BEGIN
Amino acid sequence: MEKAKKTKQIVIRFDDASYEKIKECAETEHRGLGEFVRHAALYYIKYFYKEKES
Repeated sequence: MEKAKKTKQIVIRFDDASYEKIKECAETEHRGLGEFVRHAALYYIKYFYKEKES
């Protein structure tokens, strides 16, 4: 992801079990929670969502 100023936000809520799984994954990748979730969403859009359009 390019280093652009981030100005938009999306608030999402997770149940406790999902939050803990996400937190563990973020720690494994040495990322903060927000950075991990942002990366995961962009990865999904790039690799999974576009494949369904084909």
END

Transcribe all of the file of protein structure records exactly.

Amino acid sequence: MEKAKKTKQIVIRFDDASYEKIKECAETEHRGLGEFVRHAALYYIKYFYKEKES
Repeated sequence: MEKAKKTKQIVIRFDDASYEKIKECAETEHRGLGEFVRHAALYYIKYFYKEKES
């Protein structure tokens, strides 16, 4: 992801079990929670969502 100023936000809520799984994954990748979730969403859009359009 390019280093652009981030100005938009999306608030999402997770149940406790999902939050803990996400937190563990973020720690494994040495990322903060927000950075991990942002990366995961962009990865999904790039690799999974576009494949369904084909």